Full Moon Rising

January’s Full Wolf Moon rose over the Atlantic Ocean about 15 minutes before sunset last evening, January 6, 2023. That made it rather difficult to find on the horizon. The moon easily blended with the pale pink background of the Belt of Venus.

I had my cameras ready, and my wife spotted it first. I aimed my 35 mm camera on the tripod and snapped away. I also used my point-and-shoot camera with a 1,725 mm lens when fully extended. I concentrated on holding it still enough to keep the photos from blurring. In addition, I took a few pictures with my iPhone.

The following photos show the sequence of the full moon rising. Please click on the images to enlarge them.

5:25 p.m. EST.

The photo above was my first shot once we spotted the moon. A large bird hovered over the ocean and appeared at about 11 o’clock on the moon’s face. The red object at the far right is a bouy that helps mark the channel into the St. Mary’s River that serves as the state line between northeast Florida and southeast Georgia.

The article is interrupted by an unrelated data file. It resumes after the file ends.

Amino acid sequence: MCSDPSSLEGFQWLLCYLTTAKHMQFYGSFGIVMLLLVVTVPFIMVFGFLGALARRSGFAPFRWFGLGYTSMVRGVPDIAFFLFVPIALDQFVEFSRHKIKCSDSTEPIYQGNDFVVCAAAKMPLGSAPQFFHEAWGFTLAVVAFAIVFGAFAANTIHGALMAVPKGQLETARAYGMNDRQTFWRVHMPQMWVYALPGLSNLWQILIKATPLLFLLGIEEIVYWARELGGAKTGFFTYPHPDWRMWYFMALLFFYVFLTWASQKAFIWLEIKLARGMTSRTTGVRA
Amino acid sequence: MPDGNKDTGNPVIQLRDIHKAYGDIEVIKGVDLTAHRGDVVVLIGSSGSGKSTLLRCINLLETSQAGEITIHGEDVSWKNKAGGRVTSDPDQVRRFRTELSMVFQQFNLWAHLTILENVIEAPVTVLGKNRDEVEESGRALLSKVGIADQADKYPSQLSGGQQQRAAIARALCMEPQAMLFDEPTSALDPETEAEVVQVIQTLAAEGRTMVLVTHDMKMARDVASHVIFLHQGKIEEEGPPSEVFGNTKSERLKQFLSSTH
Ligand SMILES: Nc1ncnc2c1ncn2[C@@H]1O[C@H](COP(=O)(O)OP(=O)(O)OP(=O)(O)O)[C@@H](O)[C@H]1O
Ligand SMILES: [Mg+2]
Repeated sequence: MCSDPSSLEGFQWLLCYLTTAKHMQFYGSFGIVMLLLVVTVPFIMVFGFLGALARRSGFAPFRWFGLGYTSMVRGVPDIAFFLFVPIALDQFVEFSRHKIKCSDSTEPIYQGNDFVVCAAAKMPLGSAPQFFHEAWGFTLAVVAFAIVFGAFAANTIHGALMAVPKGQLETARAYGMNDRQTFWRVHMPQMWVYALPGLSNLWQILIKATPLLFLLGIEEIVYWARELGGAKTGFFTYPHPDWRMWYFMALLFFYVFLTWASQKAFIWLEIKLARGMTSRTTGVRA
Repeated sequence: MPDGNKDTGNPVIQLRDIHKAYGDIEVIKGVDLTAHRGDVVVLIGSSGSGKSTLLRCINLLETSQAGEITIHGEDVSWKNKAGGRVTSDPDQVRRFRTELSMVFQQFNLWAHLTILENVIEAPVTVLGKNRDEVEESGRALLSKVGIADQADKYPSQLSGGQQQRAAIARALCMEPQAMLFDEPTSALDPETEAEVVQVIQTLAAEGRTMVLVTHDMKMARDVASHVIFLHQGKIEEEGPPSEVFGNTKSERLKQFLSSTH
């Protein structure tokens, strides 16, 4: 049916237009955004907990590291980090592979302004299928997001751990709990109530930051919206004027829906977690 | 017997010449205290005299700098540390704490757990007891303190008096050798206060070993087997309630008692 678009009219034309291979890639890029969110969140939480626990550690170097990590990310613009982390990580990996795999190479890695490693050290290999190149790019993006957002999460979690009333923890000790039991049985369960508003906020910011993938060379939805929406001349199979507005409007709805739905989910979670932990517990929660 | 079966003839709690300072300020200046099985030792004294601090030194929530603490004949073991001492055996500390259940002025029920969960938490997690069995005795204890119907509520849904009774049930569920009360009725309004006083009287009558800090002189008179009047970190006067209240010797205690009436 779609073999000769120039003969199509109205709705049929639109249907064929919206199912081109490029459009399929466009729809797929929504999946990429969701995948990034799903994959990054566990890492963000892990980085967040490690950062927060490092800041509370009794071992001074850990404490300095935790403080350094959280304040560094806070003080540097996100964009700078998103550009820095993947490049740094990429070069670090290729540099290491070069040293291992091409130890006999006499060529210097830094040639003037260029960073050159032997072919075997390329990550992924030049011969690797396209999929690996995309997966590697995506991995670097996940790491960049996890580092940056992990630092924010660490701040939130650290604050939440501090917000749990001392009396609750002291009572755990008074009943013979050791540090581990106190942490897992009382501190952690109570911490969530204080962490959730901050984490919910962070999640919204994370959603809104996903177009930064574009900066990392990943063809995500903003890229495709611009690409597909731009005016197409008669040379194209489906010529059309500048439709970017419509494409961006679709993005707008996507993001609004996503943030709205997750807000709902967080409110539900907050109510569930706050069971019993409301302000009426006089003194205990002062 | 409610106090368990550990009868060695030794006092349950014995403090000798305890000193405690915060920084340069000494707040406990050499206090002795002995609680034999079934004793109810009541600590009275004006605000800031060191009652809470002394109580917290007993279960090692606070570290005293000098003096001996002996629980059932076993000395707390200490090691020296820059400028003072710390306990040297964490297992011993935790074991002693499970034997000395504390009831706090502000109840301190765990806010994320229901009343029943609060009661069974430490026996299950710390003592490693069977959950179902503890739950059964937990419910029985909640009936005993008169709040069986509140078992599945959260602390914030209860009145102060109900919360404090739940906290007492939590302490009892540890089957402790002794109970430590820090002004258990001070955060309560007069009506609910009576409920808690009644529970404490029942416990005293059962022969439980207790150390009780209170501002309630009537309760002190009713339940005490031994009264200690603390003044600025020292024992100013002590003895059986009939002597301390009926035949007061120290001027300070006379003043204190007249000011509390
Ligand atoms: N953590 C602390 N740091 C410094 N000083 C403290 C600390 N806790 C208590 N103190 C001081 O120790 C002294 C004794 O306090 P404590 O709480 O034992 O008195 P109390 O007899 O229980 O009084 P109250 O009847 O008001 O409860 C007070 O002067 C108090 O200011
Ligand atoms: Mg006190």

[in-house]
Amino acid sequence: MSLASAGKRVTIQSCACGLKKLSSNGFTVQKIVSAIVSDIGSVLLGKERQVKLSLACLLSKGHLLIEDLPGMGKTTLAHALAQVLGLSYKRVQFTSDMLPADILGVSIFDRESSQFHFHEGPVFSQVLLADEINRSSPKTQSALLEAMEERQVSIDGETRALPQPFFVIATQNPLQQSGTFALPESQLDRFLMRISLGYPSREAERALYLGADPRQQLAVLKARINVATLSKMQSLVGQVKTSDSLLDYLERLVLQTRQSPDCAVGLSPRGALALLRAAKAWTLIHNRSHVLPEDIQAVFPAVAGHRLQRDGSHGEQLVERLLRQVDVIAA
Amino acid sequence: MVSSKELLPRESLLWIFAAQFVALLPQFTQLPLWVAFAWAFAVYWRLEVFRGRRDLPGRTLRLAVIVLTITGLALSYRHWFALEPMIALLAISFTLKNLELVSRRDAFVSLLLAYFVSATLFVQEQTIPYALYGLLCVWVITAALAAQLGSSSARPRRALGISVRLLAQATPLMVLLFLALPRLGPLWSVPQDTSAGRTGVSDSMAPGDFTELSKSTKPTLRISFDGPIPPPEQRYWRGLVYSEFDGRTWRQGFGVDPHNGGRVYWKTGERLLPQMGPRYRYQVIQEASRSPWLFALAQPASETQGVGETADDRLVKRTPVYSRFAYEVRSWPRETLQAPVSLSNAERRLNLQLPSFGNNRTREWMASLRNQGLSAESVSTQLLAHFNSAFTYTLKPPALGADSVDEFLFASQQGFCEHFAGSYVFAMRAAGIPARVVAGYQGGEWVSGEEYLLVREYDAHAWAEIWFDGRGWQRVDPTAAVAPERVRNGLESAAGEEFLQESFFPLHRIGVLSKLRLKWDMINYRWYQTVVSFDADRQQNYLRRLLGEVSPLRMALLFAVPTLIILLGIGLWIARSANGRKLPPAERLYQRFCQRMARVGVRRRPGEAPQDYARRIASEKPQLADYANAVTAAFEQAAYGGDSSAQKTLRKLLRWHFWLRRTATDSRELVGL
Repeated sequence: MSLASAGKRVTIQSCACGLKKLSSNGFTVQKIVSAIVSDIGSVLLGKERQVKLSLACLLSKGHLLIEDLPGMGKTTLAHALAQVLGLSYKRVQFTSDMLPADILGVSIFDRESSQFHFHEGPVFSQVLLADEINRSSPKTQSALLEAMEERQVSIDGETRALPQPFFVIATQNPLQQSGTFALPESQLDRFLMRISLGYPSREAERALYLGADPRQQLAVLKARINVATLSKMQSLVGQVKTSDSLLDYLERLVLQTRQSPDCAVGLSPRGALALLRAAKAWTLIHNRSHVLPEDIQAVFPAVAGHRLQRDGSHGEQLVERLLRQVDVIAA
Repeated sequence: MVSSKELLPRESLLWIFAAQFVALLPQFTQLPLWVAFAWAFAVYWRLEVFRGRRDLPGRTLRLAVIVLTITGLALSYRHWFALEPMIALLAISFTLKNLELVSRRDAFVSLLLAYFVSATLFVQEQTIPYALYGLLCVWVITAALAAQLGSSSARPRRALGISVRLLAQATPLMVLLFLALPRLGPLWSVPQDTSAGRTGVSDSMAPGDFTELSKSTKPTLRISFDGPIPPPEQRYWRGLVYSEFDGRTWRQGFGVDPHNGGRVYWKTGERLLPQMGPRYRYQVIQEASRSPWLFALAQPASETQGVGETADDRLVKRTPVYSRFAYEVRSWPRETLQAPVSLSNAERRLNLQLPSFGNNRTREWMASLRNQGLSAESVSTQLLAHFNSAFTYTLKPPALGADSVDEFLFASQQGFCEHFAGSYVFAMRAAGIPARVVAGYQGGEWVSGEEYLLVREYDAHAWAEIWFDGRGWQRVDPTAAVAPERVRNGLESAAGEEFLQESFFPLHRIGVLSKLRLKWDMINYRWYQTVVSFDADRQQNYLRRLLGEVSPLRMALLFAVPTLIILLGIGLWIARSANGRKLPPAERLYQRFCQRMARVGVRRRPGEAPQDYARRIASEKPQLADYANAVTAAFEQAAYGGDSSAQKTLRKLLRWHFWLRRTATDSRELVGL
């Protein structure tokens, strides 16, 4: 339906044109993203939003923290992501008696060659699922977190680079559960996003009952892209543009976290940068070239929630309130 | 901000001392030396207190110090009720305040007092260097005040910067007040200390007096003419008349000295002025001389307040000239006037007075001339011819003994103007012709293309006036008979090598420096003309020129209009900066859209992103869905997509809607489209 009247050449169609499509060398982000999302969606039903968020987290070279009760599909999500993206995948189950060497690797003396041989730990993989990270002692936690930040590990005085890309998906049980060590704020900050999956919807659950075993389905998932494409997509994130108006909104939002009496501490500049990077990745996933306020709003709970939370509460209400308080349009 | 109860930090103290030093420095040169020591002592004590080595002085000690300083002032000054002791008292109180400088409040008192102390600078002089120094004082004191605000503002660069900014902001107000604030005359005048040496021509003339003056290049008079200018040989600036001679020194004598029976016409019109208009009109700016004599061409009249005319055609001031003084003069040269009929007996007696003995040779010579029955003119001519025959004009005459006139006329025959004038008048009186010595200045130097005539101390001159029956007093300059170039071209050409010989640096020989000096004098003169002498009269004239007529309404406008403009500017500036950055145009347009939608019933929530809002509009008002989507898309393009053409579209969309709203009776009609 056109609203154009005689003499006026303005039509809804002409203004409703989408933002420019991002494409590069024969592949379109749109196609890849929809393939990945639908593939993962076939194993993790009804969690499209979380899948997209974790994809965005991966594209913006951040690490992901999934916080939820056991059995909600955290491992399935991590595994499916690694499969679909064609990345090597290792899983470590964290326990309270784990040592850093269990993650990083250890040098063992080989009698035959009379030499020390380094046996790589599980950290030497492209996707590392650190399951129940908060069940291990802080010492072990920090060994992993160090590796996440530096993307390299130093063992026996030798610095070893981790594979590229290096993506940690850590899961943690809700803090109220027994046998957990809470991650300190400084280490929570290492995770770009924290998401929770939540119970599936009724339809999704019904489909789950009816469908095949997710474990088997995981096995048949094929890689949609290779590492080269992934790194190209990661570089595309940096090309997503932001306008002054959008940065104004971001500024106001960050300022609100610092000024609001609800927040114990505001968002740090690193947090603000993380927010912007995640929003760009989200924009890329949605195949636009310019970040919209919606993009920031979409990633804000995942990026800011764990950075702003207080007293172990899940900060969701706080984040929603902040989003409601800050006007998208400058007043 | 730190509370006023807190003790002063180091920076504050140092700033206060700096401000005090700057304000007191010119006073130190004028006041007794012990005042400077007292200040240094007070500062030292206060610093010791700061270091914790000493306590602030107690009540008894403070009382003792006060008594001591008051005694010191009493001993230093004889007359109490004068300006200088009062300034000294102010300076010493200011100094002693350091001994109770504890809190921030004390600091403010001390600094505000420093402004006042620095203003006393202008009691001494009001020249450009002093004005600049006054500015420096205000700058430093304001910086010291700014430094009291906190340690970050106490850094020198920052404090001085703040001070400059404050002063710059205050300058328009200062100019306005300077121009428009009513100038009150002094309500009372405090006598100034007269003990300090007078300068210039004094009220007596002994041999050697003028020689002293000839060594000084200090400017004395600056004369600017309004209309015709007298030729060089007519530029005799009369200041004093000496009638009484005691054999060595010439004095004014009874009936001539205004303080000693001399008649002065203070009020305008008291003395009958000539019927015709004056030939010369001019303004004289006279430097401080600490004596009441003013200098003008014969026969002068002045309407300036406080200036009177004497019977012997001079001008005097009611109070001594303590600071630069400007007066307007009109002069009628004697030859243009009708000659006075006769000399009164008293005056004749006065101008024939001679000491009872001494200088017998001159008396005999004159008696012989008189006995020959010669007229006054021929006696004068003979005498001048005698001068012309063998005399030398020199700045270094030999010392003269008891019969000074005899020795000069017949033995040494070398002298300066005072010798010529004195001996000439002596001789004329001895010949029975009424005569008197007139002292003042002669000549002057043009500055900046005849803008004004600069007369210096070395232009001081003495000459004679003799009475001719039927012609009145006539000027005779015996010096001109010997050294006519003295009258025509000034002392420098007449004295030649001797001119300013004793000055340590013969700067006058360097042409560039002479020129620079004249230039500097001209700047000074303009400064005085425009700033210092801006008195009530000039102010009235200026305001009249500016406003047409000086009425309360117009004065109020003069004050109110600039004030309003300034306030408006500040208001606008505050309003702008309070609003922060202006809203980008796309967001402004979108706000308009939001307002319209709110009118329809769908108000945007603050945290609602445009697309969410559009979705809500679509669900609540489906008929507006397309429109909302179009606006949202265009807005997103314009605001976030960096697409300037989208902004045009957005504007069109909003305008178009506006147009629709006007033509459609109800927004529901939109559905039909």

5:27 p.m. EST.

The moon became more evident in just two minutes as it rose slightly above the ocean.

5:29 p.m. EST.

This photograph provides the view from our third-floor condo. Note the freighter on the horizon in the upper right-hand section of the photo.

5:38 p.m. EST.

Nine minutes later, the moon hung unmistakeably above the Atlantic.

5:51 p.m. EST.

With the sun now set, the full moon dominated the eastern sky.

Watching the moon rise over the ocean is always a treat. The unobstructed view gives viewers the opportunity to fully appreciate the spectacular sequence and beauty of another rising full moon.

© Bruce Stambaugh 2023

January’s Full Wolf Moon

A pictorial series of the moon’s rising above the Atlantic Ocean.

January’s Full Wolf Moon rises into the Belt of Venus at sunset on January 17, 2022, at Fernandina Beach, Florida. I took this photo from the porch of our rented condo.

I was hoping to photograph January’s Full Wolf Moon as it rose above the horizon of the Atlantic Ocean. However, the timing would occur before sunset, making the moon hard to see. I gave it a try anyhow.

Fortunately, a cargo ship was moored offshore, and I hoped it would provide a bit of perspective once the moon came into view. What happened was even better than I could have imagined.

In the slideshow below, you will see a sequence of photos showing the rising moon, first very faintly right behind the freighter. Then as the moon arched higher into the evening sky, the ship provided a perfect marker on the very calm ocean waters. (Please click the right arrow to move to the next photo.)

@ Bruce Stambaugh 2022

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